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Concert Highlight: Psych Rock Legends The Brian Jonestown Massacre Are Back in LA at the Wiltern

The Brian Jonestown Massacre is roaming abroad on their 38-day North American tour in support of their latest project Fire Doesn’t Grow on Trees. Be sure to catch them in Los Angeles this Friday, April 22, 2022.

 
 

US 2022 Artist Bio


When Brian Jonestown Massacre released their tellingly titled debut album Methodrone in 1995, rap metal was about to push grunge off the main stages at Lollapalooza, the Britpop party was still carrying on across the Pond, and the whole world was still off their heads on cheap rave drugs. At the time some lumped BJM in with the waning shoegaze movement - but there was something much more sonically sinister and substantive about tracks like ‘Evergreen’ and ‘Wasted’.


Their visceral, often confrontational psychedelic drone rock culminated in the quite cleverly named Their Satanic Majesties Request the following year, with songs like ‘No Come Down’ and “Anemone” exhibiting the range of frontman Anton Newcombe’s considerable songwriting talent. A year later they had signed to “major” independent label TVT, and 1998’s Strung Out in Heaven shot them straight to the forefront of the indie hierarchy.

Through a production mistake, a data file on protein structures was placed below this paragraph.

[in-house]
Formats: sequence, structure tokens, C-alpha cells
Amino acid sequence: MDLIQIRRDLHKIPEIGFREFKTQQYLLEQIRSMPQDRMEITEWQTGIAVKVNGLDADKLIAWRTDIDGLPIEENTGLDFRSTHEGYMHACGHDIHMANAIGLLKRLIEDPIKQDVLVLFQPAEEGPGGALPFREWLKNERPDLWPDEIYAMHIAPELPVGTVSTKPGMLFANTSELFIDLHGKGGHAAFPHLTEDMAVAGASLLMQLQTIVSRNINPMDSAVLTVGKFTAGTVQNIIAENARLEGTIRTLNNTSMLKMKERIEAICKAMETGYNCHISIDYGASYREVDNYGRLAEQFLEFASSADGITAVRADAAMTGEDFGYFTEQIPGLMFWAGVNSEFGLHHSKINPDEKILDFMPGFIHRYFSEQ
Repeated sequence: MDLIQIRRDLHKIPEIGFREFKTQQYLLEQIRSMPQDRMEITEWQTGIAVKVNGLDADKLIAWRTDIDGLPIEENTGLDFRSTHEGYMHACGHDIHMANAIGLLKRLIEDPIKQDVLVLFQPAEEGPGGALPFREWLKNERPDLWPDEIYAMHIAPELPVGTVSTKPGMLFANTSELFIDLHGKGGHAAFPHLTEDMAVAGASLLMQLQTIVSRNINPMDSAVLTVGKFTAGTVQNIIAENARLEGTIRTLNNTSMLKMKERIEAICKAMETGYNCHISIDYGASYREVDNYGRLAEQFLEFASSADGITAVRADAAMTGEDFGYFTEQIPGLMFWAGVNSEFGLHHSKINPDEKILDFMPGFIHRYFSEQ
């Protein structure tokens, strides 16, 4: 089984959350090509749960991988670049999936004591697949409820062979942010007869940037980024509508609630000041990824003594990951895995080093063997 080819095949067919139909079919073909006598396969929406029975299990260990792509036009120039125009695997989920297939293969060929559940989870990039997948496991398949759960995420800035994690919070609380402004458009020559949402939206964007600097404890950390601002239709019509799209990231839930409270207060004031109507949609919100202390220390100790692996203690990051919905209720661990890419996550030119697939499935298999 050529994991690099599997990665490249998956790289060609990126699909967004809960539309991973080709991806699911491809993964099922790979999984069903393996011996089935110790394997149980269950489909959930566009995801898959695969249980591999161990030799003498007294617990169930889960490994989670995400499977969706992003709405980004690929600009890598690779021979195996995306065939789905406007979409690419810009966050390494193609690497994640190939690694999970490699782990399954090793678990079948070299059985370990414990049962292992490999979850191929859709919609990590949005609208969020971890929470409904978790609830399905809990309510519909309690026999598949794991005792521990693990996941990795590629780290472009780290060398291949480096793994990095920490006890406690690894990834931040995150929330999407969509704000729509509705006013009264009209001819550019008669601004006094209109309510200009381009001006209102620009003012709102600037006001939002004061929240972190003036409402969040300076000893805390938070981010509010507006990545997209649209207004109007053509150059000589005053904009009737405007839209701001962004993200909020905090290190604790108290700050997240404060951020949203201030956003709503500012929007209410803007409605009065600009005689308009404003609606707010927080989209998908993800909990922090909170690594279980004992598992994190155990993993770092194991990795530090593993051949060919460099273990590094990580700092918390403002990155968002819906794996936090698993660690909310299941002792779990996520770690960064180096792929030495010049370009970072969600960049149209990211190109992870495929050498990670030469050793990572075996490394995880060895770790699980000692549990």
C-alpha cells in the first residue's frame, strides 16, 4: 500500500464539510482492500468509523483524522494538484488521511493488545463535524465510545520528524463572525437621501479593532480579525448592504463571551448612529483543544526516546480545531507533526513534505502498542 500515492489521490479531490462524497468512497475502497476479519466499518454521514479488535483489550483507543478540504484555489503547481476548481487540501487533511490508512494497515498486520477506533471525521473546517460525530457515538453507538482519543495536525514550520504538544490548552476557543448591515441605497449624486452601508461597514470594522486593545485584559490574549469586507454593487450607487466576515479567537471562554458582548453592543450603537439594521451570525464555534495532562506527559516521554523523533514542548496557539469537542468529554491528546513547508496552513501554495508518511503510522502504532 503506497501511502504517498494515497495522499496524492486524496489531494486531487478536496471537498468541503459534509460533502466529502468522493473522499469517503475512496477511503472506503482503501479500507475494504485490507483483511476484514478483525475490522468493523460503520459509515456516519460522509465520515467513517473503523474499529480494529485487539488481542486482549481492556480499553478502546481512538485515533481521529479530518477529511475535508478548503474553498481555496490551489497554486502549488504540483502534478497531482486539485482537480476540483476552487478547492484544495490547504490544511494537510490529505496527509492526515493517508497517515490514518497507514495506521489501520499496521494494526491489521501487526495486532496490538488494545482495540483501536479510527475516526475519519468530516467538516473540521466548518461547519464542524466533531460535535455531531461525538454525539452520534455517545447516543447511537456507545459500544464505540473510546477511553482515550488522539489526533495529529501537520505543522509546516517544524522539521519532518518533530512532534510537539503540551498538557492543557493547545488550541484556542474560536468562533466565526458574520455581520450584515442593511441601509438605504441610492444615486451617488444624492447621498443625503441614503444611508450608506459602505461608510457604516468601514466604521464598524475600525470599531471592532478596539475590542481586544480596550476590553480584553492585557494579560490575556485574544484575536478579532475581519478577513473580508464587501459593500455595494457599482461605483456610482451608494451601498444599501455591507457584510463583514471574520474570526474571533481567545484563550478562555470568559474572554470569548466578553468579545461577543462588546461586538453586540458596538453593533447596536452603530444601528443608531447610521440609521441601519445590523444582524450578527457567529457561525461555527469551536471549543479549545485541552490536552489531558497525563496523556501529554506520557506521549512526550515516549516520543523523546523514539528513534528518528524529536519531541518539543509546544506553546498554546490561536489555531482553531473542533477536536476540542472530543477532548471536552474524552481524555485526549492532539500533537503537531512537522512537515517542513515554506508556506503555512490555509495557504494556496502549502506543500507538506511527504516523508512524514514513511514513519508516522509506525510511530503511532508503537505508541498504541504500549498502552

By the time they were announcing their 25th-anniversary tour in 2015, they had released fourteen albums, members had come and gone, and Newcombe had moved from San Francisco to New York and ultimately to Berlin, where he has resided with his family for a decade now - and where they memorably hosted superfan Anthony Bourdain for his eerily prophetic 2018 episode on the city.


Along the way, Newcombe established himself as a once-in-a-lifetime talent who saw the direction in which mainstream indie-rock was heading and opted to take the long way round. He’s now recognized as a revolutionary force in modern music, an underground hero who belongs in the lineage of great songwriters and music-makers such as Ray Davies, George Harrison, Howlin’ Wolf, and Ennio Morricone, artists who refined their craft and were able to hit new levels late into their careers. There was no other way, this was how it had to be. “My only option with everything in life has always been that you just jump into the fire,” he declares. “It doesn’t matter what it is.”


Now they’re coming out the other side of this long Covid crisis with an exciting new album and world tour, though Newcombe insists he doesn’t want to go on about it, “because everyone went through this, everyone stopped touring, had time on their hands, needed money, felt an existential threat…I am fortunate to have worked very hard non-stop.”


Actually, anyone who cares a whit about Brian Jonestown Massacre (and surely a few who don’t yet know they should) will be the beneficiary of that hard work, as long-player #19, Fire Doesn’t Grow on Trees, is up to their with their best and most wide-ranging work. And as the title suggests, it’s informed by the need to feed “the fire inside you, which doesn’t grow on trees.” Kicking against all the fads, short attention spans, and planned obsolescence, Newcombe is continuing to, “create my own culture, which doesn’t exist unless I participate.”